A news team from Khazar-TV in the Eurasian nation of Azerbaijan spent most of Tuesday, Apr. 6, on the Clayton State University campus, shooting footage for a documentary on U.S. education and democracy, and learning about such Clayton State staples as the use of technology in education, and the diversity of the Clayton State student body.
Producer Vamig Nasirov, camerman Ramin Latifli, and interpreter Aybeniz Ganjaliyeva were accompanied by Kevin P. Krug, media producer for the Office of Broadcast Services for the U.S. Department of State, John Parkerson, Clayton State’s director of International Programs and the honorary consul in the southeast United States for the nation of Hungary, and Parkerson’s assistant, Cele Blair, as they interviewed Clayton State administrators and students, and toured the campus. Their visit to Clayton State was initially arranged by Beth Day, vice president of the Atlanta Regional Council for Higher Education (ARCHE).
The Khazar-TV documentary, which will also include footage from the team’s visits to the University of Maryland, Georgia Tech, and Morehouse College, has a focus on the minority student experience in college. The final version is expected to be shown on Khazar-TV sometime in the fall of 2010.
The news team began their day with an interview of Clayton State University President Dr. Thomas J. “Tim” Hynes, Jr., followed by a panel discussion with three Clayton State students; Darius Thomas, president of Clayton State’s Student Government Association, Camila Morales, a student affiliated with the Hispanic and Vietnamese Student Associations, and Holly Shelton Dixon. During the course of their discussion with the students, Clayton State’s status as a “Notebook University,” wherein every student has access to a laptop computer, occasioned much comment, with Nasirov eventually doing a stand-up report in front of a table of Clayton State students with their laptops, and then a follow-up report at the University’s computer service help desk, The Hub.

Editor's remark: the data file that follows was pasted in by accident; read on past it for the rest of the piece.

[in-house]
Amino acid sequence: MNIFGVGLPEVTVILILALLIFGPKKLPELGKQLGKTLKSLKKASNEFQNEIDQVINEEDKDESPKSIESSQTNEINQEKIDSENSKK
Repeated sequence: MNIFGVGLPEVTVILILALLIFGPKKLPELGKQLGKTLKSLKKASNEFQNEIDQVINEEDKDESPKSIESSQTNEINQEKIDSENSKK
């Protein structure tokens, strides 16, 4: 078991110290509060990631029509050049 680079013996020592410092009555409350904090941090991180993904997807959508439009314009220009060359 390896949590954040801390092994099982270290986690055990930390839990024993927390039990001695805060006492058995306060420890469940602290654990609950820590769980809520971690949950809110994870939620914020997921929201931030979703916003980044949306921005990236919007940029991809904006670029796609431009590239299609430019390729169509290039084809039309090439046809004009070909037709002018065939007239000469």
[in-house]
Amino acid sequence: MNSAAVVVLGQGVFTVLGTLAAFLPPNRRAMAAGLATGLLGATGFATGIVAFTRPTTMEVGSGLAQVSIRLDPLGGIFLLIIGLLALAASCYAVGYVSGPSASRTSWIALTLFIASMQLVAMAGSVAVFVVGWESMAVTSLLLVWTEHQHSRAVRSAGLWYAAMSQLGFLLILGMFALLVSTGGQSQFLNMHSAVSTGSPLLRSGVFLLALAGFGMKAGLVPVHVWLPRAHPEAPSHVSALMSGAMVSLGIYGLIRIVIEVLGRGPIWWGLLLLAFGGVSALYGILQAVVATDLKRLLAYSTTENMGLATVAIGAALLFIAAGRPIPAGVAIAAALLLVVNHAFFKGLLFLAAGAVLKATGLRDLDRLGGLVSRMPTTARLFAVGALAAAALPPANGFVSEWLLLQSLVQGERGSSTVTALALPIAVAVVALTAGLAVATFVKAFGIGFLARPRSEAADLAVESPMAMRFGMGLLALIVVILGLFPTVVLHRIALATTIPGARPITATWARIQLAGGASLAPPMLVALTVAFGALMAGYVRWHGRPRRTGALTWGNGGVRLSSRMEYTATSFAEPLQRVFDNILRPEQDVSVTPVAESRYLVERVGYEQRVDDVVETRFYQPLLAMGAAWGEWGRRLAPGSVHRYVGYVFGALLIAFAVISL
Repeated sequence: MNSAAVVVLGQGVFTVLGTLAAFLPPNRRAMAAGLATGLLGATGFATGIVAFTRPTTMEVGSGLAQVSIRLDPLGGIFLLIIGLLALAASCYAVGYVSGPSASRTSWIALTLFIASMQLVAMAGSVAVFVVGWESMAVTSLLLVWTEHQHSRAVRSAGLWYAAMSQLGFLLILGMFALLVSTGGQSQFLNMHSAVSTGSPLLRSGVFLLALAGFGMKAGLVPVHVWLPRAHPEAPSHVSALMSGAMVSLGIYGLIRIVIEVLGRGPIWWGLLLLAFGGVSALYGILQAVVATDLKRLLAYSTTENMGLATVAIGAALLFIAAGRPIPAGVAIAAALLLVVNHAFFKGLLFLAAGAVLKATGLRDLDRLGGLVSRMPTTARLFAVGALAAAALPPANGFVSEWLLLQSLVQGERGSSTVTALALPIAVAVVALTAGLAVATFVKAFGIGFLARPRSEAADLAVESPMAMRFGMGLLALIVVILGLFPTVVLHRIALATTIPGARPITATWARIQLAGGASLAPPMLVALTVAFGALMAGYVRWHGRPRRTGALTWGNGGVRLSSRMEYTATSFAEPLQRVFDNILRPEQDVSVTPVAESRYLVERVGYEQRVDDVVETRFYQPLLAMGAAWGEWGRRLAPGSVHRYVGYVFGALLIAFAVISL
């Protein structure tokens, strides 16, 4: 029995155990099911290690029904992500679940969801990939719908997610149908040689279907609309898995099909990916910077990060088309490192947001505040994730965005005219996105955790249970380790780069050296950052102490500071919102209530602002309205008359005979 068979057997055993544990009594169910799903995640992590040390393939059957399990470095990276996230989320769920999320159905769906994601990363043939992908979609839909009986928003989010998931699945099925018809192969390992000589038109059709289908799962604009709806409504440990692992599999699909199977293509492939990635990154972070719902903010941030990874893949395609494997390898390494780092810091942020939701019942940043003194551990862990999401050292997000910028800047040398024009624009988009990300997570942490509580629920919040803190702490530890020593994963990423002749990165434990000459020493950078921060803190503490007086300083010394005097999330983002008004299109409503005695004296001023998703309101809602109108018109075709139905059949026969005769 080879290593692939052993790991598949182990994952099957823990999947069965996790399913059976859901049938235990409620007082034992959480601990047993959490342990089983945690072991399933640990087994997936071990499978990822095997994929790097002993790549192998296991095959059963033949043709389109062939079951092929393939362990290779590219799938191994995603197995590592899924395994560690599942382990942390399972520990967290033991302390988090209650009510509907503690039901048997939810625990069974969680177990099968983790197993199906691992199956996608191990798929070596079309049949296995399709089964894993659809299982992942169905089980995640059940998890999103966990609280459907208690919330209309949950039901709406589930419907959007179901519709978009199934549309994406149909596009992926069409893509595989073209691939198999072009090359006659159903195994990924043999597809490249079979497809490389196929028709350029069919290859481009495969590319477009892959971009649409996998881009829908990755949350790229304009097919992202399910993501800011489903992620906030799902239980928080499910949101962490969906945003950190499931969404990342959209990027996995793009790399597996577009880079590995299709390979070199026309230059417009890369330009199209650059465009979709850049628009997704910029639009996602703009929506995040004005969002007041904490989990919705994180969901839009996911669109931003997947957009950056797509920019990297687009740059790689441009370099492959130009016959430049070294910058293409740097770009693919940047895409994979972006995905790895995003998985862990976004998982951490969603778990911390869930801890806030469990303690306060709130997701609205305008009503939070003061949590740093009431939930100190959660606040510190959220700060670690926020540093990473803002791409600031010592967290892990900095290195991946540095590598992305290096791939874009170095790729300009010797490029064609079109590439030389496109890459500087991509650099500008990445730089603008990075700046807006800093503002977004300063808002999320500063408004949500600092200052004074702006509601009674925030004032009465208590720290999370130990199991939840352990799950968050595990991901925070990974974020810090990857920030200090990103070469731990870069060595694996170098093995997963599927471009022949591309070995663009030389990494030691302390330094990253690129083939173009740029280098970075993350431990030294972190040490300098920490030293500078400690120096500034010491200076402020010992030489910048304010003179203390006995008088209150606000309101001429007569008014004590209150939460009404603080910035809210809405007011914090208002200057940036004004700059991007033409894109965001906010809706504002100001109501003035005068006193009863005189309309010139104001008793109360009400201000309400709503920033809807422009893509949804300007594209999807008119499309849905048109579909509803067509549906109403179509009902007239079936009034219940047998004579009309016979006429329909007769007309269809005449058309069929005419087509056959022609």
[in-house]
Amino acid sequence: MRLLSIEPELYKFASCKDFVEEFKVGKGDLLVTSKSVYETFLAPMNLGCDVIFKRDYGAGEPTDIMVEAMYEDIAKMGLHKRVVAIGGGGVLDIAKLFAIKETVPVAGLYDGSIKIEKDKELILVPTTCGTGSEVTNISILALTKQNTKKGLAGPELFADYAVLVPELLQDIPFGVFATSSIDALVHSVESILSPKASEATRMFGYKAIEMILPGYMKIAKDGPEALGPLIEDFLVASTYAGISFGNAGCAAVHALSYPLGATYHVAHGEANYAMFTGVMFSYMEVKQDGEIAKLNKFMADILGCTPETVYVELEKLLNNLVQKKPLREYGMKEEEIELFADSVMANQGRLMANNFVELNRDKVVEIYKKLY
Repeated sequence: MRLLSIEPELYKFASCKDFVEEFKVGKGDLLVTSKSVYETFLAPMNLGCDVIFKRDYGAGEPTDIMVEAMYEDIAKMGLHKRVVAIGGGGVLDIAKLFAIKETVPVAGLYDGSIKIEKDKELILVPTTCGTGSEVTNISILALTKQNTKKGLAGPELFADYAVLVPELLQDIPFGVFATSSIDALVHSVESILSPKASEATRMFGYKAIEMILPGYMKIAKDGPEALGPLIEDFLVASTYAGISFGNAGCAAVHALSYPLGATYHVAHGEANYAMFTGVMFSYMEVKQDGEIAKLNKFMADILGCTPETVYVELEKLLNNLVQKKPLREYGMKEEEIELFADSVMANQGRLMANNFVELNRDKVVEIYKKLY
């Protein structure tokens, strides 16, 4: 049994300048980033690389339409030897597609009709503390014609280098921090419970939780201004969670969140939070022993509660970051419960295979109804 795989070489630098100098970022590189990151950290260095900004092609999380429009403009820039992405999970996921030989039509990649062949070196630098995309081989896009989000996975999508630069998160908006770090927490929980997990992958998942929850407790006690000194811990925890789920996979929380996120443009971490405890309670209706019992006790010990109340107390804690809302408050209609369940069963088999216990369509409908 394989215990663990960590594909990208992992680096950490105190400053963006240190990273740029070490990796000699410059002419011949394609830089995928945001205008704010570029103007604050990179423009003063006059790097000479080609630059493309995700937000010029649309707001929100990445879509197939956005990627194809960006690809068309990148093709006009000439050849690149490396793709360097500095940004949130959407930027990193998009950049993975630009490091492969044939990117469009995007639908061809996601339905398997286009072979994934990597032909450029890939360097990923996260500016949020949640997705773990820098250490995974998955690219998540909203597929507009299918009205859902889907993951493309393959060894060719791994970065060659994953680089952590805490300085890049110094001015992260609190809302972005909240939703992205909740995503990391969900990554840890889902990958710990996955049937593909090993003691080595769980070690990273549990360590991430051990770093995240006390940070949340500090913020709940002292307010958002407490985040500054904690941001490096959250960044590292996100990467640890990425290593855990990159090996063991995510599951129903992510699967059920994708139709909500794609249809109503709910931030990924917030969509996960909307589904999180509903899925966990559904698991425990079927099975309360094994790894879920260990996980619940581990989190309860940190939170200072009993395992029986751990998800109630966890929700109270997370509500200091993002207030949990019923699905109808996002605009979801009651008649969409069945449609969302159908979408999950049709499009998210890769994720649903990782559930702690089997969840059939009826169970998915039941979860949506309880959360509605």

Also taking part in the Azerbaijani tour were representatives from Clayton State’s student media, The Bent Tree newspaper, CSiR radio and CSTV.
The news team is part of a new public channel in Azerbaijan. They are in the U.S. on a two-week government grant. The theme of the trip is, “U.S. Education: Impacts on Democracy, Development and Society.” Nasirov is spending the time interviewing American students, administrators, teachers, parents and community leaders about the way public schools and universities are organized and governed. Clayton State is an especially good fit for the team’s interest in minority students, since the University’s student body has been named the most diverse in the southeastern United States a total of six times by U.S. News & World Report.
“Our trip was highly successful on all counts. We consider the [Clayton State] visit a real highlight,” said Krug.
Located in the Caucasus region of Eurasia, Azerbailjan is at the crossroads of Eastern Europe and Western Asia and is bounded by the Caspian Sea to the east, Russia to the north, Georgia to the northwest, Armenia to the west, and Iran to the south.